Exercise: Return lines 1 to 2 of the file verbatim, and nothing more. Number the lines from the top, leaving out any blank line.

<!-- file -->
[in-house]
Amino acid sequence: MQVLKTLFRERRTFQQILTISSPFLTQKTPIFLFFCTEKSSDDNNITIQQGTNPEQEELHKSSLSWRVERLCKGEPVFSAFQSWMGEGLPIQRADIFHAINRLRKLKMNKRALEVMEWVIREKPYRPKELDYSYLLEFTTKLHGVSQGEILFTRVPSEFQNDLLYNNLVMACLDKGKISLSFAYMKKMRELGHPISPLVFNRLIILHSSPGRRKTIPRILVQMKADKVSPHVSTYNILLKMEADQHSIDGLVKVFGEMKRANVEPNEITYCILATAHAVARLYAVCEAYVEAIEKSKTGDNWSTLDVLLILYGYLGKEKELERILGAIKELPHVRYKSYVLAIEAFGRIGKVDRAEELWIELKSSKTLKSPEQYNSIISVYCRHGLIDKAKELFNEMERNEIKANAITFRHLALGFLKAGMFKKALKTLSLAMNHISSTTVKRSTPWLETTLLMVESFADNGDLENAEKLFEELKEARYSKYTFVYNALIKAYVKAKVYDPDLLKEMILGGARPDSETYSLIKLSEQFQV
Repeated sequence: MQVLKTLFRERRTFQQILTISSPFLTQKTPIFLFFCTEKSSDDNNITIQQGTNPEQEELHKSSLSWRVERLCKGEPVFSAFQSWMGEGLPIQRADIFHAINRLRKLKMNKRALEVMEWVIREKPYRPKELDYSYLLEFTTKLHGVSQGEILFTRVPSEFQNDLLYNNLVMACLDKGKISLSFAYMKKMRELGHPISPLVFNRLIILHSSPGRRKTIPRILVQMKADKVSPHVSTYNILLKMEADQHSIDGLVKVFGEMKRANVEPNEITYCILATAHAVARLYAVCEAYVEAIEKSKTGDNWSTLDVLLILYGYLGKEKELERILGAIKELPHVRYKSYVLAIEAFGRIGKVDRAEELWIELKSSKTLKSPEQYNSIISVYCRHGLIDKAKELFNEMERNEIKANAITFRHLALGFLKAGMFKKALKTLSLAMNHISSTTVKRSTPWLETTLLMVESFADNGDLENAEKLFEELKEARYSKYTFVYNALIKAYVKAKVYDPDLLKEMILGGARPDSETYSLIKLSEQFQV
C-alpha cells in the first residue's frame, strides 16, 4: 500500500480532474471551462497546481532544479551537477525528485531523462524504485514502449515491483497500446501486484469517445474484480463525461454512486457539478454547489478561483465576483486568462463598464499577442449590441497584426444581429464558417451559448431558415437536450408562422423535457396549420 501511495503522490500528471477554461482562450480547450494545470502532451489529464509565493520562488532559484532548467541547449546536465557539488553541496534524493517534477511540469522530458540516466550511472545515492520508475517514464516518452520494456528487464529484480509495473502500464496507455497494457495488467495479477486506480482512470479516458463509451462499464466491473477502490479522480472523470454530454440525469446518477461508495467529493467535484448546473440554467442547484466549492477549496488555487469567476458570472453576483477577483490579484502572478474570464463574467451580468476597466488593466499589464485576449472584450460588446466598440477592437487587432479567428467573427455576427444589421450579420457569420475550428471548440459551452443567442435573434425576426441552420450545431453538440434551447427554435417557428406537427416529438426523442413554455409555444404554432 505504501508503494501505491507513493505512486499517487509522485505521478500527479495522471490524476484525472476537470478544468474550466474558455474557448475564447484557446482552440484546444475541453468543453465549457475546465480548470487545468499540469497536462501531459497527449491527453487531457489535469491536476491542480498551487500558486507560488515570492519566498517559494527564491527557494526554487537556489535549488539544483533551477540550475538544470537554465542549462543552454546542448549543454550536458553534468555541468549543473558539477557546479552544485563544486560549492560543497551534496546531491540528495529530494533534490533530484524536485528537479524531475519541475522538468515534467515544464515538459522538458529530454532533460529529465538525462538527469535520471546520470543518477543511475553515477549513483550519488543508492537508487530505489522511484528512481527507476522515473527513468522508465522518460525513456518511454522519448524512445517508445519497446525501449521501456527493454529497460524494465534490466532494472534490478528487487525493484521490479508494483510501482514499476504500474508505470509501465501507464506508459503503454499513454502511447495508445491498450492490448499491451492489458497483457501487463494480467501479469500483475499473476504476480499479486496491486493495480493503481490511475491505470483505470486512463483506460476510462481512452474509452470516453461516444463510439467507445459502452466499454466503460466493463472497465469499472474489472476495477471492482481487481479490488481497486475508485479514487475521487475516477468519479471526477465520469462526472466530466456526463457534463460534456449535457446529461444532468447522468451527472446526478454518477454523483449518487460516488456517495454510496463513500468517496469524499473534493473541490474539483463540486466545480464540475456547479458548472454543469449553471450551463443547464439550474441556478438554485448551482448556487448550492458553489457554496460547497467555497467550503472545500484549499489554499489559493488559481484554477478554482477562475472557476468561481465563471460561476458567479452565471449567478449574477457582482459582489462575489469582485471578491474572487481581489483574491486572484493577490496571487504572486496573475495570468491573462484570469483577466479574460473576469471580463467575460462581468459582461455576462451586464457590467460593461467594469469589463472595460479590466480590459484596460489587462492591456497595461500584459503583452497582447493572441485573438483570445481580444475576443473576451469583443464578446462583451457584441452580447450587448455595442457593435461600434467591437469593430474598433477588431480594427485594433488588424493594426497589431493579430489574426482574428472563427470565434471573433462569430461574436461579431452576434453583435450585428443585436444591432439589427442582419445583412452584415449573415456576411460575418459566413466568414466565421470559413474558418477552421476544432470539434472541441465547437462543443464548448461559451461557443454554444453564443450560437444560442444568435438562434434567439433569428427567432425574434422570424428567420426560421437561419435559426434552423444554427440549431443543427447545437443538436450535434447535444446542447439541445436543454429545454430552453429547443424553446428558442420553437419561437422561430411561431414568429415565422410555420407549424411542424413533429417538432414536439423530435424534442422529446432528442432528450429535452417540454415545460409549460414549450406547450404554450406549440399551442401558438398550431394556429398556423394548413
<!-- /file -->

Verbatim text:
[in-house]
Amino acid sequence: MQVLKTLFRERRTFQQILTISSPFLTQKTPIFLFFCTEKSSDDNNITIQQGTNPEQEELHKSSLSWRVERLCKGEPVFSAFQSWMGEGLPIQRADIFHAINRLRKLKMNKRALEVMEWVIREKPYRPKELDYSYLLEFTTKLHGVSQGEILFTRVPSEFQNDLLYNNLVMACLDKGKISLSFAYMKKMRELGHPISPLVFNRLIILHSSPGRRKTIPRILVQMKADKVSPHVSTYNILLKMEADQHSIDGLVKVFGEMKRANVEPNEITYCILATAHAVARLYAVCEAYVEAIEKSKTGDNWSTLDVLLILYGYLGKEKELERILGAIKELPHVRYKSYVLAIEAFGRIGKVDRAEELWIELKSSKTLKSPEQYNSIISVYCRHGLIDKAKELFNEMERNEIKANAITFRHLALGFLKAGMFKKALKTLSLAMNHISSTTVKRSTPWLETTLLMVESFADNGDLENAEKLFEELKEARYSKYTFVYNALIKAYVKAKVYDPDLLKEMILGGARPDSETYSLIKLSEQFQV